Thursday, 13 June 2013

Borzage directs Boardman… The Circle (1925)

This film, stylishly directed by Frank Borzage, finds Eleanor Boardman’s character trying to avoid repeating the mistakes of previous generations, just as she was in the previous year’s Wine of Youth. Kenneth B. Clarke’s script was based on W. Somerset Maugham’s successful stage play from 1921 so, it was very much a comedy of contemporary concerns.

Post war(s), with the century still young, generational politics were arguably broader and more entrenched than at any previous time… after all, there was so much freedom wasn’t there  and, for some, the means to take advantage of it.

Young Joan Crawford
The film starts thirty years in the past as the young wife of Lord Clive Cheney (Derek Glynne) decides to run away with his best friend – the “best man” at their wedding - Hugh Porteous (Frank Braidwood). Young Lady Catherine is played by a very young Joan Crawford in one of her very first film appearances… fresh faced and wide-eyed, Joan looks a million miles away from Johnny Guitar and Baby Jane

She takes the fateful step and abandons her husband and their son Arnold to follow her heart… Hard not to feel heartbroken those she leaves behind especially as Clive seems a decent – if distracted - sort.

The family seat
Fast forward three decades and we see her son’s wife, Elizabeth (the eruditely elegant Eleanor Boardman…), contemplating the same escape. Young Arnold has somehow grown up into Creighton Hale (who always reminds me of an effete Ernie Wise… sorry Little Ern and sorry Mr Hale…) who seems entirely detached from his own marriage, squinting cluelessly behind his monocle.

Creighton Hale and Alec B. Francis
The object of Elizabeth’s affection is the altogether more dashing Edward 'Teddy' Luton (Malcolm McGregor) who has won her heart with his readiness to act and masculine wiles.

But, aware of the family history, Elizabeth has arranged for Lady Catherine to visit in order to see what thirty years have done to her relationship: has true love endured or fermented into middle-aged bitterness?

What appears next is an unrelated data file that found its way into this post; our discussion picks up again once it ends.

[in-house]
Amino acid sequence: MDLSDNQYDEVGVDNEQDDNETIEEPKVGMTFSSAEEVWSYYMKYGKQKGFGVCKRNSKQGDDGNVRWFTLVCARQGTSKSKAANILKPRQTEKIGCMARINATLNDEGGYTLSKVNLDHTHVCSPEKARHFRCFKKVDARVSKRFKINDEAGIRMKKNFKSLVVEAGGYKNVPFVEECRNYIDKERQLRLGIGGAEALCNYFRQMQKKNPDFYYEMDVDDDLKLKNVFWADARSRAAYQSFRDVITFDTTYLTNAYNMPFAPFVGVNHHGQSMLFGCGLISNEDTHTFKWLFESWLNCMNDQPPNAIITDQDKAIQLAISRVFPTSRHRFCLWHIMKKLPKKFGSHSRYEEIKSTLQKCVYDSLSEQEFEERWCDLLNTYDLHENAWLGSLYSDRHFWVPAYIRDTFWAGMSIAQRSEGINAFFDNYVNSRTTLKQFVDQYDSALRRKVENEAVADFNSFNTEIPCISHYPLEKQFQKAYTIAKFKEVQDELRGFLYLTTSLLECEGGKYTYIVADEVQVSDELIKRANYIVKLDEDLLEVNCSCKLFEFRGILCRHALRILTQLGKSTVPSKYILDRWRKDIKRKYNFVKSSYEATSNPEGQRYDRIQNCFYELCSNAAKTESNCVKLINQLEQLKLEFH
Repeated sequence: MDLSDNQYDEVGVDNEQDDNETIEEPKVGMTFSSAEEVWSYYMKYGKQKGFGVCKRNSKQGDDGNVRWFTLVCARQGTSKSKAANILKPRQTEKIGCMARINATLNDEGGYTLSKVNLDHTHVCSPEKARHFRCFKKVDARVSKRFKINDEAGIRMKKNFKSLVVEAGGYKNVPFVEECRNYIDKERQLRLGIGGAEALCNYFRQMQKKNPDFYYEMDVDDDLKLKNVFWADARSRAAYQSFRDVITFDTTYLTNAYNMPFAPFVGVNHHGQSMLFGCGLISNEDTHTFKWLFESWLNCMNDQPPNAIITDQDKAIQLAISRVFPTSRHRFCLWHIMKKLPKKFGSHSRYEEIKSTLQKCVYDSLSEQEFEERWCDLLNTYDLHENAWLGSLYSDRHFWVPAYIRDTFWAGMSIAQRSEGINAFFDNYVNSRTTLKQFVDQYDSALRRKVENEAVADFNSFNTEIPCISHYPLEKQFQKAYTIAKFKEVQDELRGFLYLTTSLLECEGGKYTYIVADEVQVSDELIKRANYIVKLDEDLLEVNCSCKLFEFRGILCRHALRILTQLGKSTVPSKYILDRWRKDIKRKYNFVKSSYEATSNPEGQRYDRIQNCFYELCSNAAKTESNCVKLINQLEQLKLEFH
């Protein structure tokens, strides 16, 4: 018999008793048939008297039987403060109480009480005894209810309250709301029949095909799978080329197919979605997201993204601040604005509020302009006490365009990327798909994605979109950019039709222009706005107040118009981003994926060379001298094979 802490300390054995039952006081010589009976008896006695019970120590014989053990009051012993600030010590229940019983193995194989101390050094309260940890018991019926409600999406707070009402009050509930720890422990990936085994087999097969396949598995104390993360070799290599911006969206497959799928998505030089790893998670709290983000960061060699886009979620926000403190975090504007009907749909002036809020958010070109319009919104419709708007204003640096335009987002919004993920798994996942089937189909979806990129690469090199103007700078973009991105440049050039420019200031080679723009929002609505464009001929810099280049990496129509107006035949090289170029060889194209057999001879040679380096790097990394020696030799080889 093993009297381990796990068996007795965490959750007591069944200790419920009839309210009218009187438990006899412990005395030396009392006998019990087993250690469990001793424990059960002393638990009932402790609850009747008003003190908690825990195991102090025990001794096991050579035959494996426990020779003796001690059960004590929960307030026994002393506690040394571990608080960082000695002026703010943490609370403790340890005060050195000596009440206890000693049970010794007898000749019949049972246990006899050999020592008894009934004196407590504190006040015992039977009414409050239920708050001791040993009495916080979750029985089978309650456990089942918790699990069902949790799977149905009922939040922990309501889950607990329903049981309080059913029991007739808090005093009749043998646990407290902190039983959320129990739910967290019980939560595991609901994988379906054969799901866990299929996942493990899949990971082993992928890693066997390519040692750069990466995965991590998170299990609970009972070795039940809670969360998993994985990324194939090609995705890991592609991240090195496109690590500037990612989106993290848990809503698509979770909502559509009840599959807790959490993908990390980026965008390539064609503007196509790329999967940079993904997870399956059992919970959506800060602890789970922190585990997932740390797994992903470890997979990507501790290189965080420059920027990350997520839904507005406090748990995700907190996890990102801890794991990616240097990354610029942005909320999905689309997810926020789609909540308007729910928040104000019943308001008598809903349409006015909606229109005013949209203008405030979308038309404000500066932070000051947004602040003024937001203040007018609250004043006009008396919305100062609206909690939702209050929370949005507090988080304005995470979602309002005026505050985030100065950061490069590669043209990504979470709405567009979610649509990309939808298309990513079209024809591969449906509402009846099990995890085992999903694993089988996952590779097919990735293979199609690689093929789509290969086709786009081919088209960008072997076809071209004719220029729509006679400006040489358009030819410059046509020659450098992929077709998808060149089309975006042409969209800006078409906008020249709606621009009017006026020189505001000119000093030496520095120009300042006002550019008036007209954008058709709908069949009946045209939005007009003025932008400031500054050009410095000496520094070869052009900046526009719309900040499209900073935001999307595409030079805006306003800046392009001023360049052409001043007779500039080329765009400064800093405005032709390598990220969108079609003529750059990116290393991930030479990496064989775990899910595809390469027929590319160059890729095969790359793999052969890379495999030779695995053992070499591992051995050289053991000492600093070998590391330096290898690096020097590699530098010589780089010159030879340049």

Arnold is all a jitter having not seen his mother for so long and Elizabeth is anxious to know how her potential choices might pan out… neither has told Lord Clive…

On their way...
Borzage’s delicate touch enlivens the tension as he cuts with increasing frequency to shots of the back of the older couple’s car as they speed towards the meeting… a bit like the shark in Jaws.

Then, stone me, Lord Clive has returned from hunting, deciding that he can get better shooting done at home. There’s a lovely confusion as the family try to rest his loaded shotgun from his hands… a foretaste of the anger that surely  must about to be unleashed.

Eleanor Boardman and Alec B. Francis
But, as Lord Clive (Alec B. Francis) gradually learns the truth about his impending house guests, his mood remains cheery… perhaps his experience of the last thirty years hasn’t been the bitter one we expected. Certainly he views this as an opportunity to set his daughter-in-law on the right track… even though we can’t really believe bumbling Arnold has any chance.

Lady Catherine "Kitty" Cheney (Eugenie Besserer) and Lord Hugh "Hughie" Porteous (George Fawcett) duly arrive and before long start to pick holes… and argue… is this what has become of their pure passion?

Lord Clive takes it all in his stride as a game of bridge descends into bickering, Elizabeth is distraught and starts to worry that this is how she’ll end up. Teddy gets frustrated whilst Arnold grins on the side lines… but we’re sure young love will win out in the end… or will it?

It’s hard not to view Maugham’s tale as smart-Alec with its twists and deliberate turns and maybe things would have been more believable had it been Glynne playing Arnold instead of Hale. He has his moments but it’s difficult to credit his later change in character and, frankly, Elizabeth would have been unlikely to succumb to his new-found macho charms.

Eleanor Boardman
But… go with the flow. Boardman is excellent as always, blowing everyone else of screen with her intelligence and control. But credit must also go to Eugenie Besserer who is very moving when forced to gaze upon the photographs of her younger self… George Fawcett grumps along splendidly for most of the movie but he excels in this moment: confronted with the cause of their love and reminded of its enduring truth.

George Fawcett and Eugenie Besserer
I watched the Warner Archives DVD which comes from a very clear print and is accompanied by a new orchestral score from Garth Neustadter which is very effective overall and rather spritely, sometimes too much so, when it threatens to leave the story behind as it hurries to whip us along with the narrative.

Essential viewing for fans of Borzage and Boardman and for those who have to see more of the young woman who came to be the biggest star… After all, unlike the audiences of the time we all know exactly what Joan Crawford looked like thirty years later…
Yes, well... it's not exactly post-feminist...


  1. Hi Paul, the film somehow ponders some matrimonial questions such as Is it worth leaving one husband or wife? ;-) I enjoyed this funny film, besides I'm an unconditional Borzage's fan! Have a nice week end, Caroline

    1. Thanks Caroline - I'm up in the Lake District staying in a Hall not unlike the one in the film - spooky!

      Agree about Borzage and for me Boardman can do no wrong as well!

      Best wishes.